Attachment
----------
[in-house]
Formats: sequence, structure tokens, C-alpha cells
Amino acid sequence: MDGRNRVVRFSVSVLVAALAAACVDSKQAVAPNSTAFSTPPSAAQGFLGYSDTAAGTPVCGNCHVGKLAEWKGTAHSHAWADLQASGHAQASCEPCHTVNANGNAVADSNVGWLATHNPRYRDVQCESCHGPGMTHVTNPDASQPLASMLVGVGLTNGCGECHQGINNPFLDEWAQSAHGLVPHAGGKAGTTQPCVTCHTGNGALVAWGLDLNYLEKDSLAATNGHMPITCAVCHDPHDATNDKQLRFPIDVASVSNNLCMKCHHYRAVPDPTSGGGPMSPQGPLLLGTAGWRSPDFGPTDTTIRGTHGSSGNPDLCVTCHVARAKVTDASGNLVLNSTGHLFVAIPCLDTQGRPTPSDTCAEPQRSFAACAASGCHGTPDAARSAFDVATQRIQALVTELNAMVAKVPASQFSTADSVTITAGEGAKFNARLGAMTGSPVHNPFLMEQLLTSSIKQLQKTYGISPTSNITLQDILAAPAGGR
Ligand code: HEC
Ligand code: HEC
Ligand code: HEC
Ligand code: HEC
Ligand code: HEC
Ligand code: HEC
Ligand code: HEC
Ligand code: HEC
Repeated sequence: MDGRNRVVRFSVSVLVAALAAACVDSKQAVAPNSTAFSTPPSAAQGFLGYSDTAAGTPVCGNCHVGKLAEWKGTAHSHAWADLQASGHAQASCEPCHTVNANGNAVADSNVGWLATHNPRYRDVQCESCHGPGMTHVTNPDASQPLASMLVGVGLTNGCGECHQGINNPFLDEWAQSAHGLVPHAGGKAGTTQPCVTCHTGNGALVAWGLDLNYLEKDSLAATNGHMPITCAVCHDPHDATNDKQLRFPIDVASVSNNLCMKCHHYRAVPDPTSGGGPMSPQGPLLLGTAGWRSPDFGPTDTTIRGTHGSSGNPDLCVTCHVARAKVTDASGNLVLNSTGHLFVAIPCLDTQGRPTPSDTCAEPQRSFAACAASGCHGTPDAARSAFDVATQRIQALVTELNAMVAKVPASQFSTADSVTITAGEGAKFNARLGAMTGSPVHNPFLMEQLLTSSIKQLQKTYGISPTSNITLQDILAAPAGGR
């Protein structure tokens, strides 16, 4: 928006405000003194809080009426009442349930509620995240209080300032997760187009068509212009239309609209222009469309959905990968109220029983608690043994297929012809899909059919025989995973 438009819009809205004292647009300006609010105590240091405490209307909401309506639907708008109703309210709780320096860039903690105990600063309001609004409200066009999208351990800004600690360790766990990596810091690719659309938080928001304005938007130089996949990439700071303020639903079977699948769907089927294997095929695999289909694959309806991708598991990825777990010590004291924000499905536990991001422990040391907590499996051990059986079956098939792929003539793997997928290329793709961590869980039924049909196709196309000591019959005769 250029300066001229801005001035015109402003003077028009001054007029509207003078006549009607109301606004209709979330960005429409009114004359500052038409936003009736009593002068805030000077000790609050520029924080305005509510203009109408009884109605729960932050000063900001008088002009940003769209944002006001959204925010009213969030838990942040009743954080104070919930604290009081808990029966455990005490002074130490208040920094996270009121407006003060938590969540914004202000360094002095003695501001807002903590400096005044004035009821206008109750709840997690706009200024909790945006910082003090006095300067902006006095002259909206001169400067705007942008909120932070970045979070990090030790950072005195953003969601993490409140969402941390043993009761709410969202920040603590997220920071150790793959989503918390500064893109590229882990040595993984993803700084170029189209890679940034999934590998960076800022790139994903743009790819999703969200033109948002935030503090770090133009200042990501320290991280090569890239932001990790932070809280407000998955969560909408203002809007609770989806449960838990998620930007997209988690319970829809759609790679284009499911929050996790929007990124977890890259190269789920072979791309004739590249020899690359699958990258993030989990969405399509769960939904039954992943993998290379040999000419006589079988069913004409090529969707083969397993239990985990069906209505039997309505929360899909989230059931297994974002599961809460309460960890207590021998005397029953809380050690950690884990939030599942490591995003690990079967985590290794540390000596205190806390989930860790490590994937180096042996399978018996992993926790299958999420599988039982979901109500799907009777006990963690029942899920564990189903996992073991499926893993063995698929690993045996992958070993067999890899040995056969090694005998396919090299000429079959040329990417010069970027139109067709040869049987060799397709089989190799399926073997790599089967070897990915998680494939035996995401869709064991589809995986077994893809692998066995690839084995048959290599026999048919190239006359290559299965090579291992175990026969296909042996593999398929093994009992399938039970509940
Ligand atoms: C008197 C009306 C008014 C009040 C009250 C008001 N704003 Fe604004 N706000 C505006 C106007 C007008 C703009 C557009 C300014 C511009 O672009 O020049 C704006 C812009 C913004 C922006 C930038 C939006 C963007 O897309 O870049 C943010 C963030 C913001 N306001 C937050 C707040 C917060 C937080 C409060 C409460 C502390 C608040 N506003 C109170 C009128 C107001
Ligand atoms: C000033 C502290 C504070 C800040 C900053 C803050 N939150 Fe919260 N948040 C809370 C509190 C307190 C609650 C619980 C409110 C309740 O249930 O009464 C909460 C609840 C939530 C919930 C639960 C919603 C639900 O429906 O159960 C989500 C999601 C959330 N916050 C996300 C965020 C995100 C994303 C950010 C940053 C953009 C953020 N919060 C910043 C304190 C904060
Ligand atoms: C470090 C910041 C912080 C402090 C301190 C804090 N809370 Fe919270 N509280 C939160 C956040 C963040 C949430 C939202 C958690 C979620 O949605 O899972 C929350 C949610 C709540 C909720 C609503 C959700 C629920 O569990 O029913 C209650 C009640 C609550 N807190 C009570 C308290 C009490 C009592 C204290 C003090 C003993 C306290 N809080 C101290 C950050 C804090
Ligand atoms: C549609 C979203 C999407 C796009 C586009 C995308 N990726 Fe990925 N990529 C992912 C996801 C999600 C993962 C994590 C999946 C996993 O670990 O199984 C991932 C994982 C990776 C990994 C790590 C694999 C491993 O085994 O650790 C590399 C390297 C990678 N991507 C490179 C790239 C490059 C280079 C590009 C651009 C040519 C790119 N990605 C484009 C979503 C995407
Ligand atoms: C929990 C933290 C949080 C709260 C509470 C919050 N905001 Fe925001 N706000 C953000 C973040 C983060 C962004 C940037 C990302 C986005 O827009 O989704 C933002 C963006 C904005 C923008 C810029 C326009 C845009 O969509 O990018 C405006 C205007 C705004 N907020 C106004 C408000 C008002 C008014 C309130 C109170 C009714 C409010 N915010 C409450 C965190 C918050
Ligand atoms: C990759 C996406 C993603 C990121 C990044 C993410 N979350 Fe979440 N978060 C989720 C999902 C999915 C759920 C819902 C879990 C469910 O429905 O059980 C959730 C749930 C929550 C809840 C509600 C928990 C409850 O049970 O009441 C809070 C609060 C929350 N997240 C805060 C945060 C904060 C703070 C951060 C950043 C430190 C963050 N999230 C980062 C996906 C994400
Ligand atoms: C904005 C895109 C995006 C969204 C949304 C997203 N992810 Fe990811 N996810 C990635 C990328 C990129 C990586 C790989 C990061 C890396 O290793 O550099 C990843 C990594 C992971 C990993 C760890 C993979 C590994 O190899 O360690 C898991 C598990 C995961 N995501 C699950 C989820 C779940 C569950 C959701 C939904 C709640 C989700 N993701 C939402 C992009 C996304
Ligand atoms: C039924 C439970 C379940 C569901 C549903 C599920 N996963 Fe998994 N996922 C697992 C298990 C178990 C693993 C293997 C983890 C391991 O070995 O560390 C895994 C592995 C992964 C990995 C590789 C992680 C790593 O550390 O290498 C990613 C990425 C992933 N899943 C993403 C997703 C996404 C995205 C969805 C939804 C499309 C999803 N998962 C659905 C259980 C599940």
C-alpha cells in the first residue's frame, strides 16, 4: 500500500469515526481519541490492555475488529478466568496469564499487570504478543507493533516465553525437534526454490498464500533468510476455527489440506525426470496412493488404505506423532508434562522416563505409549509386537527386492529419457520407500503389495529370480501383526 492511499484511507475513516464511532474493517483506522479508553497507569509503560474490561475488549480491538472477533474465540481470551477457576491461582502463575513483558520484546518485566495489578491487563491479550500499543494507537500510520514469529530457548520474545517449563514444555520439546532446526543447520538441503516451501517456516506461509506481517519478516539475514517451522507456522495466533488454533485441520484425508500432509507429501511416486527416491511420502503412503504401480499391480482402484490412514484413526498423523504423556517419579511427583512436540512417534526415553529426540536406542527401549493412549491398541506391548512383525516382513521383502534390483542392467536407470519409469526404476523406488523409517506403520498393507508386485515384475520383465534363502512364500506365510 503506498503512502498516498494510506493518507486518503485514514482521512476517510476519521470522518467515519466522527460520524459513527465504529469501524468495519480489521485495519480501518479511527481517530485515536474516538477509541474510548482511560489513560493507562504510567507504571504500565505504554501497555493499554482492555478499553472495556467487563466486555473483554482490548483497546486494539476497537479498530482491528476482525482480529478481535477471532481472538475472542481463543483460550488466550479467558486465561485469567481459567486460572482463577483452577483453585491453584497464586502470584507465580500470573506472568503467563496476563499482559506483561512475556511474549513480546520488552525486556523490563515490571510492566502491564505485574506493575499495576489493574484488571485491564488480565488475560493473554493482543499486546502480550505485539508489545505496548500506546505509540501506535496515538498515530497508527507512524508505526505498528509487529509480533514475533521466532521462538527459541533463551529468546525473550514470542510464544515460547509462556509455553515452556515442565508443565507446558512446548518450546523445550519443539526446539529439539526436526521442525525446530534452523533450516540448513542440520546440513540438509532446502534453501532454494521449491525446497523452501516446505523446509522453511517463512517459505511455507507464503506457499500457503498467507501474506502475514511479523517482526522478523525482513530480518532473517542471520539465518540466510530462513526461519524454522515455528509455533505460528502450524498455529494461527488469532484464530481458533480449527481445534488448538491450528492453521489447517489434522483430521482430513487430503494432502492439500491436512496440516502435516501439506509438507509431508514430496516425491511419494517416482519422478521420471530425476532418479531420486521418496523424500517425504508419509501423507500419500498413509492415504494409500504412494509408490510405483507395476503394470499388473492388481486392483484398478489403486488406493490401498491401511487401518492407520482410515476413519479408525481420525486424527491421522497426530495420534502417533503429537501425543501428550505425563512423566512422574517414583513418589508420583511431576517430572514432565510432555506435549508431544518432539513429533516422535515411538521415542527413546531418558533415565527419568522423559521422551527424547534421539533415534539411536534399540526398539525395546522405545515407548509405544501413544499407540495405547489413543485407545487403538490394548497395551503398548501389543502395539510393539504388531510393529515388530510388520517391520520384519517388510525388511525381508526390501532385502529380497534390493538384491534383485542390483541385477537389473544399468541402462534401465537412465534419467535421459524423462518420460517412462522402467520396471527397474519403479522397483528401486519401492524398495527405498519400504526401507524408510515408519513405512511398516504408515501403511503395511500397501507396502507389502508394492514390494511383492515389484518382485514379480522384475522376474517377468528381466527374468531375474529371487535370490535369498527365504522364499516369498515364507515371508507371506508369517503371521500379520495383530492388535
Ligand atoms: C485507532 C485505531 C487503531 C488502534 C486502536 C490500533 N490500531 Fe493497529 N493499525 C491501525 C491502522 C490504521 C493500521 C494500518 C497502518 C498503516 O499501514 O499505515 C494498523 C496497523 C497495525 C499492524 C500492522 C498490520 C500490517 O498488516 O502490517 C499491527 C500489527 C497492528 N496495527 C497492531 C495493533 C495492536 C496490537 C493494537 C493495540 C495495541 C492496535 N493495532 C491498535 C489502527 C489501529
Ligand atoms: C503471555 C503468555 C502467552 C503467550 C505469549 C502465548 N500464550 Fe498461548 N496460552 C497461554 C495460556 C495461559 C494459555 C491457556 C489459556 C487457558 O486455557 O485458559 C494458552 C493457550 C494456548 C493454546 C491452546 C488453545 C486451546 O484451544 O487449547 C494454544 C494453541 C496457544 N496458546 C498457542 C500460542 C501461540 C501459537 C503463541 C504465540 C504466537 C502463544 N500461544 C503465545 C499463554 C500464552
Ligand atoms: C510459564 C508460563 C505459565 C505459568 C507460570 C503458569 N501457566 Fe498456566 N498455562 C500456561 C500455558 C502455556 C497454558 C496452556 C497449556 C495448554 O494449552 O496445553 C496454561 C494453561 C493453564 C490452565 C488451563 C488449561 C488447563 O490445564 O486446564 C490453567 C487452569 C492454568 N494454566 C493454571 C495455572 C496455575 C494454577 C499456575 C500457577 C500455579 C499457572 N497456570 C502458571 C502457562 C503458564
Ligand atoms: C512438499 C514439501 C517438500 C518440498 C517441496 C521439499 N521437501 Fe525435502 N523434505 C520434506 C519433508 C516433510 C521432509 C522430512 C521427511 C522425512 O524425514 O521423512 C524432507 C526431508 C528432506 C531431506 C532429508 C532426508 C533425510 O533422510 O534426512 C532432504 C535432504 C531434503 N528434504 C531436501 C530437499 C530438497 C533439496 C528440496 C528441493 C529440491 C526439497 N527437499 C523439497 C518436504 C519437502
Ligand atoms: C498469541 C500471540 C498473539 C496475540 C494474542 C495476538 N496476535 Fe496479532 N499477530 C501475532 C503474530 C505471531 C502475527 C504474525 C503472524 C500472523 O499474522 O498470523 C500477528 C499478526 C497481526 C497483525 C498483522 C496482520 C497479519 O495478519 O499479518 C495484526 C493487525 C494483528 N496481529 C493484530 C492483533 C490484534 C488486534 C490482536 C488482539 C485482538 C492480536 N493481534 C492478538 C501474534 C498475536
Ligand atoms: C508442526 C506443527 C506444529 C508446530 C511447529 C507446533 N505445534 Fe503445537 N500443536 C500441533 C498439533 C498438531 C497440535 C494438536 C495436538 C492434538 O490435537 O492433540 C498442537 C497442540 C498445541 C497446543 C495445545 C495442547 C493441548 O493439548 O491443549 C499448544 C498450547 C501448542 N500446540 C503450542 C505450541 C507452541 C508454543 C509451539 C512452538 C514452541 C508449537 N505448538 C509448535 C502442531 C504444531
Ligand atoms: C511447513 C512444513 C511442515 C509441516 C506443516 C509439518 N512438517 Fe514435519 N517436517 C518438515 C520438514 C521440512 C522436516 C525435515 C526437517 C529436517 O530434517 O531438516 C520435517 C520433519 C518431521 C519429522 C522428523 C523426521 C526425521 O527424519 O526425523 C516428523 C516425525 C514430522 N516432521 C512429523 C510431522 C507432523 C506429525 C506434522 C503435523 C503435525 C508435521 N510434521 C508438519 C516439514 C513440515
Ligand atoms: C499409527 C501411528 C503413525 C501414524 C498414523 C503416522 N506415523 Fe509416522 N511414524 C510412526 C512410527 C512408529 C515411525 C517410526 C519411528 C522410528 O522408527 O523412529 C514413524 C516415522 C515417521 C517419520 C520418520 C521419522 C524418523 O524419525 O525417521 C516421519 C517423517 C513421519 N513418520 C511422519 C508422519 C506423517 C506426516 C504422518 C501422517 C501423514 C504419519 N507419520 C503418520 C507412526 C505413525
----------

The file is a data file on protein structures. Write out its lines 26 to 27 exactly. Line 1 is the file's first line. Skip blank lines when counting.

Ligand atoms: C512438499 C514439501 C517438500 C518440498 C517441496 C521439499 N521437501 Fe525435502 N523434505 C520434506 C519433508 C516433510 C521432509 C522430512 C521427511 C522425512 O524425514 O521423512 C524432507 C526431508 C528432506 C531431506 C532429508 C532426508 C533425510 O533422510 O534426512 C532432504 C535432504 C531434503 N528434504 C531436501 C530437499 C530438497 C533439496 C528440496 C528441493 C529440491 C526439497 N527437499 C523439497 C518436504 C519437502
Ligand atoms: C498469541 C500471540 C498473539 C496475540 C494474542 C495476538 N496476535 Fe496479532 N499477530 C501475532 C503474530 C505471531 C502475527 C504474525 C503472524 C500472523 O499474522 O498470523 C500477528 C499478526 C497481526 C497483525 C498483522 C496482520 C497479519 O495478519 O499479518 C495484526 C493487525 C494483528 N496481529 C493484530 C492483533 C490484534 C488486534 C490482536 C488482539 C485482538 C492480536 N493481534 C492478538 C501474534 C498475536